Is my iMac 64 bit?

Discussion in 'iMac' started by tcamposr, Sep 17, 2007.

  1. tcamposr macrumors newbie

    Nov 6, 2006
    Hi I have a iMac Intel core 2 duo. I tried to install suse (linux) using Parallels and it says I can run a 64 bit system on a 32 bit machine. I thought my iMac was 64 bit... am I missing something?



    Hardware Overview:

    Model Name: iMac
    Model Identifier: iMac5,1
    Processor Name: Intel Core 2 Duo
    Processor Speed: 2 GHz
    Number Of Processors: 1
    Total Number Of Cores: 2
    L2 Cache (per processor): 4 MB
    Memory: 1 GB
    Bus Speed: 667 MHz
    Boot ROM Version: IM51.0090.B03
    SMC Version: 1.8f2
    Serial Number: W8647943VUX
  2. bmcgrath macrumors 65816


    Oct 5, 2006
    London, United Kingdom
  3. Queso macrumors G4

    Mar 4, 2006
    It may be something to do with OSX Tiger being a 32/64-bit hybrid OS, so Parallels may not currently allow 64-bit virtualisation. OSX Leopard will be fully 64-bit on that hardware.
  4. dmw007 macrumors G4


    May 26, 2005
    Working for MI-6
  5. tcamposr thread starter macrumors newbie

    Nov 6, 2006
    Is my iMac 64 bit?

    Thanks for your response. I made a mistake and said I can run a 64 bit system on a 32. What I meant is that Parallels says I can not run a 64 system on a 32 bit machine. Is there anyway I can fix this? How can Parallels "know" my machine is 64 bit?

  6. flopticalcube macrumors G4


    Sep 7, 2006
    In the velcro closure of America's Hat
    The problem is Parallels, at the moment is 32-bit. Doesn't matter if you run it on a 32-bit, 64-bit or 128-bit machine. All it knows is 32-bits. SuSe has to go through Parallels to get to your hardware so all it sees is the 32-bitness of Parallels rather than the 64-bitness of the iMac underneath. A future version of Parallels may solve this.
  7. jf8 macrumors regular

    Aug 8, 2007
  8. user13 macrumors regular


    Dec 22, 2006
    I'm hoping that Parallels will solve this problem soon - they have been very accurate with updates so far, that's why there's a reason to believe in improvements.
  9. Leon Kowalski macrumors 6502a

    Leon Kowalski

    Sep 20, 2007
    Gondwanaland Reunification Front HQ
    VMware Fusion 1.0 already supports 64 bit versions of Linux and Windoze -- plus, it gives you the choice of running your virtual machines on either one or two CPU cores. VMware has been in the virtualization buisness for years, and have a large customer base running business-critical applications on Windoze and Linux hosts under "VMware Workstation.".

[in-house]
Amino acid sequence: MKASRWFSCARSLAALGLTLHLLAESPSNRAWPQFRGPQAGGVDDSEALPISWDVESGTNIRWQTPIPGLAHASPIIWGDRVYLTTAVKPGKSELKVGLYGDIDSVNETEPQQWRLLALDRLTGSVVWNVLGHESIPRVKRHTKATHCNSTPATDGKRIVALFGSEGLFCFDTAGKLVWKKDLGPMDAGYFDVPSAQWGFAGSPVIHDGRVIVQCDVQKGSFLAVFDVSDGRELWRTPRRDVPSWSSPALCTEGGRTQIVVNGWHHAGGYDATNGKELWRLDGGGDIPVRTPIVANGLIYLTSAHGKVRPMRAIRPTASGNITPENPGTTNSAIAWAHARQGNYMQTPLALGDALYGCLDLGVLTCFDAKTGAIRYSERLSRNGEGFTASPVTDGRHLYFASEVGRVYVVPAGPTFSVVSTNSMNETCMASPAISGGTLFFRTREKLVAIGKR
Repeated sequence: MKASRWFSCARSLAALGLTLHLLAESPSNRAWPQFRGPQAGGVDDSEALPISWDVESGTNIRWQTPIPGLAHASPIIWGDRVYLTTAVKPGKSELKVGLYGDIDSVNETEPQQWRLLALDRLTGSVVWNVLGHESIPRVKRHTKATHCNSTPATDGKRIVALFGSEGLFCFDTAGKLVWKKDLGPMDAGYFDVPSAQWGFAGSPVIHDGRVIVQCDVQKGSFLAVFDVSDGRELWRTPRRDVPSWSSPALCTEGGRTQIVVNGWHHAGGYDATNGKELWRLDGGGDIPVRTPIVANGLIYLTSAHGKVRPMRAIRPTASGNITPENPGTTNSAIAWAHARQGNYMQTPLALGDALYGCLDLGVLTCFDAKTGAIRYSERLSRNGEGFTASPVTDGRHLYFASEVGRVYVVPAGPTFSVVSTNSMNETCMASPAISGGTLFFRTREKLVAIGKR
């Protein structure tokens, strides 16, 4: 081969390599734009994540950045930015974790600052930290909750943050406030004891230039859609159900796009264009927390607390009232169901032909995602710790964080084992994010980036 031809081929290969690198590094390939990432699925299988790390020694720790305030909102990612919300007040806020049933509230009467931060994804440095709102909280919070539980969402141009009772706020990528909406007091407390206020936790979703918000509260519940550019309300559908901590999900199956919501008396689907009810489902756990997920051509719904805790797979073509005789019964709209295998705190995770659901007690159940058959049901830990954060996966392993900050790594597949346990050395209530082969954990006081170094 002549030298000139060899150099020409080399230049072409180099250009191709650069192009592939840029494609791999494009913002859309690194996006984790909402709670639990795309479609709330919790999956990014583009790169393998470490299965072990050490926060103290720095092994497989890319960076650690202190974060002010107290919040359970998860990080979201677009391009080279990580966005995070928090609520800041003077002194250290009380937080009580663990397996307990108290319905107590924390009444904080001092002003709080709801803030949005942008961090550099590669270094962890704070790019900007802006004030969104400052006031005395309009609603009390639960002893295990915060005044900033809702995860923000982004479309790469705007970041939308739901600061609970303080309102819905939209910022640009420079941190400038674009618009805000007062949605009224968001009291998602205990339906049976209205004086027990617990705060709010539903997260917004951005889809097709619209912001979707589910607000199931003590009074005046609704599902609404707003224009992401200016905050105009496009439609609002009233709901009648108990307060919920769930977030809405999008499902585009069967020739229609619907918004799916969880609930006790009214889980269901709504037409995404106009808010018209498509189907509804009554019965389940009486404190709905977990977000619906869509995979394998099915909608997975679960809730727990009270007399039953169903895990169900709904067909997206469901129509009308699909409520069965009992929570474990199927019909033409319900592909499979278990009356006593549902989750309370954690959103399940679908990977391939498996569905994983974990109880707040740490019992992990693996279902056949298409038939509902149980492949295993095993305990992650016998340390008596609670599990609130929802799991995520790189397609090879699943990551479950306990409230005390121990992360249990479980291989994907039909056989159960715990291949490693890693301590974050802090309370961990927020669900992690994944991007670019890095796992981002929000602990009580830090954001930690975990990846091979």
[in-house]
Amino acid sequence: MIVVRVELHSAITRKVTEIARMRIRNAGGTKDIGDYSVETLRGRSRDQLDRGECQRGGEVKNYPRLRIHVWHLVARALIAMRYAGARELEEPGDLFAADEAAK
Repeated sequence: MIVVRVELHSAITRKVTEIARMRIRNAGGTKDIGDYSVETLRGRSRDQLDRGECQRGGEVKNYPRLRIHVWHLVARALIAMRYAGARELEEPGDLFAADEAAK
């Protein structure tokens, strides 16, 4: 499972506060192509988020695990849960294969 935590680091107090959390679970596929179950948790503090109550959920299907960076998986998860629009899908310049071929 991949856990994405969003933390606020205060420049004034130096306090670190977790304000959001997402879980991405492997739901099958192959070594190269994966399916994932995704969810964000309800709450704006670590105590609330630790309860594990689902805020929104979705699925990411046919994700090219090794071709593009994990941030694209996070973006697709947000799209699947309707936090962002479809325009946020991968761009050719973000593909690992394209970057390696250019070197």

VMware VMs created on any of their three host platforms (Windoze, Linux, OS-X) are interchangable -- you can create a linux virtual machine on your iMac at home and run it on your Windoze XP or Vista machine at work -- and you don't even have to buy a copy of VMware Workstation (see: VMware Player).

    Grab the free evaluation copy of Fusion from -- it's 100% functional (the downloaded disk image diff's bit-for-bit identical to the retail CD). The ONLY limitation is that the evaluation copy "times out" after 30 days.

    The licensed retail version (including media) is only $40 from

    ...fantastic product!

  10. gnasher729 macrumors P6


    Nov 25, 2005
    Your Macintosh is a 64 bit computer. But it looks like the virtual computer that Parallels creates is a 32 bit computer. So Linux asks the virtual computer it is running on "are you 32 or 64 bit?" and the virtual computer answers "32 bit".

    There are similar effects when Linux checks how many processors there are and how much RAM and which video card; it doesn't see the real processors/RAM/video card, but it can only sees what Parallels shows it.

    In practice, this will likely not make much difference.
  11. OldMike macrumors 6502


    Mar 3, 2009
    Dallas, TX
    I use Virtual Box, which is open source and worked on by Sun Microsystems. It is free, and I actually like it better than VMware or Virtual PC (I just got another Mac a day ago so I am talking from experience of having run it on Vista).

    They make a version for Mac and it has 64 bit support.

    You can find it here:
  12. Cave Man macrumors 604

    Cave Man

    There's more to it than this. The first Core 2 Duo Macs were all 32 bit machines.
  13. candan9019 macrumors regular

    Feb 18, 2003
    Ontario-> Louisiana-> Colorado-> Ontario
    The first Intel processors in Macs were Core Duos which were 32-bit, as far as I know all Core 2 Duos are 64-bit hence the "2".
  14. Cave Man macrumors 604

    Cave Man

    But the chipsets were 32 bit (Calistoga), so the C2D were handicapped.
  15. candan9019 macrumors regular

    Feb 18, 2003
    Ontario-> Louisiana-> Colorado-> Ontario
    Thanks, I took a trip to Wikipedia and educated myself a bit more :)
  16. duffer macrumors regular

    Jul 31, 2007
    Installing Linux 64 bit now. Looks like a nice product. Thanks.
  17. gnasher729 macrumors P6


    Nov 25, 2005
    No, they are all 64 bit machines. They are all perfectly capable of running 64 bit code. You are confusing the RAM limitations of the motherboard (4 GB maximum) with the capabilities of the processor. But all machines have RAM limitations, whether it is 4 GB, 8 GB, 16 GB, 32 GB or 64 GB. You wouldn't call a computer with a 64 GB RAM limit a "36 bit computer", would you?
  18. Cave Man macrumors 604

    Cave Man

    Which is why there's more to it than just the processor. They are partially 64-bit and partially 32-bit, both at the hardware level and software level (e.g., kernel).
  19. TrapOx macrumors 6502

    Dec 4, 2008

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